- n. 讽刺；反语；具有讽刺意味的事
- adj. 铁的；似铁的
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- irony:  Irony has no etymological connection with iron. It comes via Latin īrōnia from Greek eirōneíā, which signified ‘deliberately pretending ignorance, particularly as a rhetorical device to get the better of one’s opponent in argument’. This was a derivative of eírōn ‘dissembler’, which in turn came from the verb eírein ‘say’. This original sense of ‘dissimulation’ survives in the expression Socratic irony, a reference to Socrates’ use of such feigned ignorance as a pedagogical method, but it has been overtaken as the main sense of the word by ‘saying the opposite of what one means’.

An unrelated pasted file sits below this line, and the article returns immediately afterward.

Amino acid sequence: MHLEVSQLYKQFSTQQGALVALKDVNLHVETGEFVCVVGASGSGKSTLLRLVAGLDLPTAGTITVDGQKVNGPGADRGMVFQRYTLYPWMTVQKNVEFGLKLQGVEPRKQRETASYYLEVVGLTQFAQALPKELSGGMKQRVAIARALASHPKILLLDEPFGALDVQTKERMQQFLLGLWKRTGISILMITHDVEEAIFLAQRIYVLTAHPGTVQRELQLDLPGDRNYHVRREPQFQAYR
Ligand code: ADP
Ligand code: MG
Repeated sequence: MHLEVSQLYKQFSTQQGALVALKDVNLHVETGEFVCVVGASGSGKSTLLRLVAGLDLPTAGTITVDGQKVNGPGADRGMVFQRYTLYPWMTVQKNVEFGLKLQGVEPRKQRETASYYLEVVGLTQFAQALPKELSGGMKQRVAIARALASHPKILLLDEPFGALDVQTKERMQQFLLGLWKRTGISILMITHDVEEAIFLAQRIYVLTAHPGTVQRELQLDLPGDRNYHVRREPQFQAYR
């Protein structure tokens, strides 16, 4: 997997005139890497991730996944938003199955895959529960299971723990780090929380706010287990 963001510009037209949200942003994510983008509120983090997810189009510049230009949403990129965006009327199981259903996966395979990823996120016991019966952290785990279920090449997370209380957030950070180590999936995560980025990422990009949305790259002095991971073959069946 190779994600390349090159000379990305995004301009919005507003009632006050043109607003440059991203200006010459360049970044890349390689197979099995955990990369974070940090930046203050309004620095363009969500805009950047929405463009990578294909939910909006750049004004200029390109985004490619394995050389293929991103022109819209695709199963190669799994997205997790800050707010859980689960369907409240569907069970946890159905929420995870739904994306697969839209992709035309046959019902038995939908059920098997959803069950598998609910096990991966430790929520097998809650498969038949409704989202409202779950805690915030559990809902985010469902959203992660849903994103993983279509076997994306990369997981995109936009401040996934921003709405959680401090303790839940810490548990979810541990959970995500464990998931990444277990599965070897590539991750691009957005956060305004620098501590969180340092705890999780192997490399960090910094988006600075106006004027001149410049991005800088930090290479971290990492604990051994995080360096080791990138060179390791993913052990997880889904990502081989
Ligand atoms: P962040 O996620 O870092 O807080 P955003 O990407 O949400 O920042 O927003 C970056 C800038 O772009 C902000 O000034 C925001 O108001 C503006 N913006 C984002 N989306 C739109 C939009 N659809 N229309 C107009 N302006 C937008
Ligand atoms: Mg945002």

- irony (n.)
- c. 1500, from Latin ironia, from Greek eironeia "dissimulation, assumed ignorance," from eiron "dissembler," perhaps related to eirein "to speak" (see verb). Used in Greek of affected ignorance, especially that of Socrates. For nuances of usage, see humor. Figurative use for "condition opposite to what might be expected; contradictory circumstances" is from 1640s.
- irony (adj.)
- "of or resembling iron," late 14c., from iron (n.) + -y (2).
- 1. There is a delicious irony in all this.
- 2. The phrase is loaded with irony.
- 3. She said to him with slight irony.
- 4. Sinclair examined the closed, clever face for any hint of irony, but found none.
- 5. I glanced at her and saw no hint of irony on her face.
[ irony 造句 ]